Through si pelebegu, the pemuda imbues his instrument with love magic in order to stir sadness in the anak gadis when she hears it played, and capture her heart. We learn that this enchanting quality is obtained by harvesting the bamboo when “sorrowful” sounds fill the air—such as the shrieks of a soaring eagle or the mournful cries of a grieving family—or by placing the bamboo in a coffin alongside a corpse as it awaits burial. Discussions of ende-ende poetry, here and elsewhere in the book, do not convey to the reader how it sounds. And they might have benefited from comparisons to other genres in the region, whether in regard to the use of parable, floral symbols, and nonlexical syllables to heighten expressive delivery (which calls to mind the Malaysian dondang sayang, the Deli-style senandung, and southwest Thailand’s phleng tanyong), or contrasts in rhyme schemes between hata andung (a literary idiom) and hata somal (a common vernacular) forms. A discussion of customary norms, baso and sangko (67– 68), helpfully illuminates the importance Mandailing attach to 134 Asian Music: Winter/Spring 2014 guarding the clandestine nature of markusip (so as not to challenge moral standards), but might have fit more appropriately in chapter 2.
Chapter 4 deals with tulila construction, learning methods, and playing techniques. It explains how a thin, wild variety of bamboo, bulu sorik, is selected, cured, and fashioned into a four-hole instrument, with accompanying illustrations of carving methods and tulila in various sizes and builds. Tulila is learned through imitation and repetition, and its pedagogy is discussed in terms of its all-male mentorship system that comprises several age groups: (1) elders who possess broad knowledge of Mandailing traditions; (2) older “young at heart” men who pay evening visits to the boys’ dormitory to bring them amusing stories and life lessons; and (3) the boys’ older peers who have already gone on markusip outings, or who have a particular talent for the courtship arts. Two musical transcriptions provided here (92) represent sung syllables used to convey a tulila melody from teacher to student, for the latter to memorize. As boys learn, they are free to develop an individual style through melodic variation and ornamentation, though readers are not given an idea of how these might sound.
Chapter 5 contains transcriptions and analyses of tulila melodies based on recordings of two elder Julu performers, rendered in common Western staff notation, and five-line fingering tablature. Nasution’s first concerns are with melodic contours of brief phrases, and their arrangement in sequences. He then shows how each discrete formal section has a corresponding identification to both a “pillar” of dalian na tolu, and one of the five pitches (including the highest, unstopped note). To compensate for the disparity between three pillars and five pitches/sections, he includes the patobang hata engagement ritual alongside dalian na tolu, matching it to the “opening” pitch (the first-hole pangindik) and introductory melody. In addition, he refers to a Mandailing saying, opat ganjil lima gonop (four odd/five even, or four incomplete/ five perfect), to explain the enigmatic fifth pitch, whose absence would leave an pemuda and anak gadis feeling uncomfortable, as if something were missing—just as a ceremonial betel nut platter at a patobang hata ritual would be perceived as incomplete without its five requisite ingredients: Piper betel, areca nut, lime, gambier, and tobacco.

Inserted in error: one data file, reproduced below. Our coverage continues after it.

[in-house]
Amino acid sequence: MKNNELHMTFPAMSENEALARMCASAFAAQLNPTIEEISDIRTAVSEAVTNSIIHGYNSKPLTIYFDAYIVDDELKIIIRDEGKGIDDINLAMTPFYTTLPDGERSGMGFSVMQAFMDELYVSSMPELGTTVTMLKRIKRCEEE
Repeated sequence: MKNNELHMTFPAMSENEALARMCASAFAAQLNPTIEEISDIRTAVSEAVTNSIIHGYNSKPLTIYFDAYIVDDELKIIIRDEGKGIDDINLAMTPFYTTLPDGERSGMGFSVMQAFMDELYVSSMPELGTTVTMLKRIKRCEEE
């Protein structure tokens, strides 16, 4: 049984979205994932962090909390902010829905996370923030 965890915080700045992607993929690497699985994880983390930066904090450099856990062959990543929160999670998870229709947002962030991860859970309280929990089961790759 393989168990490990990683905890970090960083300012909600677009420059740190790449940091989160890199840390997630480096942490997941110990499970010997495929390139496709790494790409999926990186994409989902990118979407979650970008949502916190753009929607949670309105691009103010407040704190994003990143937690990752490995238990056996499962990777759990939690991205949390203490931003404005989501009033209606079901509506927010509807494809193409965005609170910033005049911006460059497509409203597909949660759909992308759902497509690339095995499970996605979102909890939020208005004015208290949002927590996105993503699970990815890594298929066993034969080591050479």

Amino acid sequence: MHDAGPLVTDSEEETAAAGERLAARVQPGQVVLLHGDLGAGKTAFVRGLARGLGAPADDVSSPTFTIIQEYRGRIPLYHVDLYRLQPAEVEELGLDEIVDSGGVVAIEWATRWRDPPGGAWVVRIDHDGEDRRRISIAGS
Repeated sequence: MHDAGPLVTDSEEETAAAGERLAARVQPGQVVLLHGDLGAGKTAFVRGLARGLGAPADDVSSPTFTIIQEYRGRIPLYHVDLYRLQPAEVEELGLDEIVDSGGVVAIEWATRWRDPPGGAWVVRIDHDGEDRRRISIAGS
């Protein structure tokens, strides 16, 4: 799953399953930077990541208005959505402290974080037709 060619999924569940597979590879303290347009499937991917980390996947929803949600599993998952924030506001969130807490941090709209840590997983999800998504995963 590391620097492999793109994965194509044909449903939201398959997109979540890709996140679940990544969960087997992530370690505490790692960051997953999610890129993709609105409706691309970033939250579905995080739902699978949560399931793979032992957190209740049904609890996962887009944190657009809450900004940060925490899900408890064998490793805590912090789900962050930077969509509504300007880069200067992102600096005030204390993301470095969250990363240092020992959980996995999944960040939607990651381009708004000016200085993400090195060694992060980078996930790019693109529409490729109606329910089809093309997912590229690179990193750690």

While Tulila is a commendable effort, it has a number of deficiencies that should be noted. Its perspective is largely male, with very little attention given to the anak gadis. The ethnographic writing paints a somewhat general and ahistorical portrait of Mandailing. Its organization and focus can seem confounding. A whole section of melodic transcriptions (109– 13) is marred by a sloppy manuscript that makes it difficult to distinguish some pitches on the staff. An especially frustrating omission is the lack of a glossary of 135 Mandailing terms, which appear so abundantly in the text. Most surprisingly perhaps, there is no mention of neighboring ethnic groups who share similar social practices, such as the Batak or Minangkabau, or any effort to contextualize tulila within the greater region. However, solely for its insights into markusip practices and Mandailing society, this book is a worthwhile addition to the growing ethnomusicological literature of the region.
Original article by Lawrence Ross, The Graduate Center, City University of New York
Featured in Asian Music, Volume 45, Number 1, Winter/Spring 2014, pp. 132-135 (Article)